The prosecutor needs to show that the defendant knowingly schemed, intended to scheme, or participated in a plan to defraud or get assets via false pretenses, promises, representations, or fraudulent means.
The prosecutor also needs to show that statements presented or omitted as part of the scheme or plan were material. This means they had the capability to influence the party to part with the money or assets.
There should be evidence showing that the evidence participated in fraudulent actions to make a white collar crime.
White collar crimes tend to be motivated by the desire for financial gain. However, with the consequences made as clear as day, why do people still put their life, jobs, reputation, and future at risk? Here is some insight.
Unfortunately, most people think that white-collar crimes are victimless, which could not be further from the truth. For instance, an inside trader doesn’t think about who is being cheated on the other end of the spectrum.
Likewise, salespeople bribing customers feel they’re performing their job by securing a deal while not doing harm to anybody. Most people who commit accounting fraud begin with the ‘’it’s a one-time thing’’ justification, which after a successful crime is rarely the case.
Stealing from the government or large companies seems attractive as there’s a lot of money and there is no perceived guilt of hurting any party. Pharmacists, doctors, and even patients, for instance, sometimes collaborate to defraud the system. Examples include over-utilization of services, billing for non-rendered services, overprescription of addictive drugs, kickbacks, etc.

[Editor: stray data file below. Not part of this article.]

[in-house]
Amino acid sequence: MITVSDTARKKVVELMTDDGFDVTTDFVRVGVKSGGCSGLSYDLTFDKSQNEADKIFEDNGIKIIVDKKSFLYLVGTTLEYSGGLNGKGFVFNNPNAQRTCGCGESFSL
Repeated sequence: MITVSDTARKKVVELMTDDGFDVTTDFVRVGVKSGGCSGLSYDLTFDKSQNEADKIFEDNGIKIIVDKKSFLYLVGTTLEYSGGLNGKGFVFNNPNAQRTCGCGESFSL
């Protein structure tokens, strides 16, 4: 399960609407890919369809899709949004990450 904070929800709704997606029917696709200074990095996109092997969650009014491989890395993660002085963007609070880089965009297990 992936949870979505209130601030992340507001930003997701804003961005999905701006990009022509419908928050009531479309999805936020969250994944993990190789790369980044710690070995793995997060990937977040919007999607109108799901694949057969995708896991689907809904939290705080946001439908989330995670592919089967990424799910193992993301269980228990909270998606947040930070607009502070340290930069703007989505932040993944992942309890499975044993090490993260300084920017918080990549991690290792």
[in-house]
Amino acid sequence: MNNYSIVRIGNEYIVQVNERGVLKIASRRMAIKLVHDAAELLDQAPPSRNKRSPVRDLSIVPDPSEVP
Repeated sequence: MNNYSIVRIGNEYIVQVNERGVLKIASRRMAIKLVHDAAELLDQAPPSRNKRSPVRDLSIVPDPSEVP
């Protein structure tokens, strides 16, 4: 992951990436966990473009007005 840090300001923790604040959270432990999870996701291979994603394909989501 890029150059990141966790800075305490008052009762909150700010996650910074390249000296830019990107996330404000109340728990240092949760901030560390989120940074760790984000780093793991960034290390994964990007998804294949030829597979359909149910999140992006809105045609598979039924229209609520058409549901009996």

This especially occurs when workers in finance are compensated and gain rewards for short-term profits. More often than not, they break the law with the aim to make the most of their performance-based payment. In some cases, they do not know the severity of the crime and end up being charged with a white collar offense.
This entails failing to acknowledge unethical behavior with the aim of avoiding self-harm as a result. For instance, retained and paid accounting companies with oversight duties of client organization financial statements have the incentive to ignore accounting transgression.
This is a mentality that ends up encouraging misbehavior in an entity and downplays the harsh repercussions. However, the law states otherwise.
The right white collar crime defense lawyer will be well-versed with criminal law and procedures. This means they will be able to help in the following ways:
White collar crimes come with almost certain damage to your reputation or that of your business. When you have been charged with a white collar crime, note that the government has been conducting an investigation for a while and the case might be serious.
You will want to protect your rights from the beginning by hiring a reputable Asheville white collar crime defense attorney from Doug Edwards Law. Our team will do what the law allows to ensure your interests are also protected.
These are some of the most complex cases, especially when more than one party is involved and so, you’ll want the best legal representation.
Before the authorities arrest anyone suspected of a white-collar crime, they often arrive at the suspect’s place of work with a warrant to conduct a search. At this stage, you should know that you’re under investigation. From here, it is in your best interest to reach out to a white-collar defense attorney.
With years of experience in this field, the team at Doug Edwards Law is suited to handle your case. We are passionate about effectively helping our clients and working aggressively for the best results. White collar crimes come with severe penalties and so, you’ll want the best legal counsel as soon as possible.
Call our Asheville law office at (828) 702-8743 today for a free initial consultation!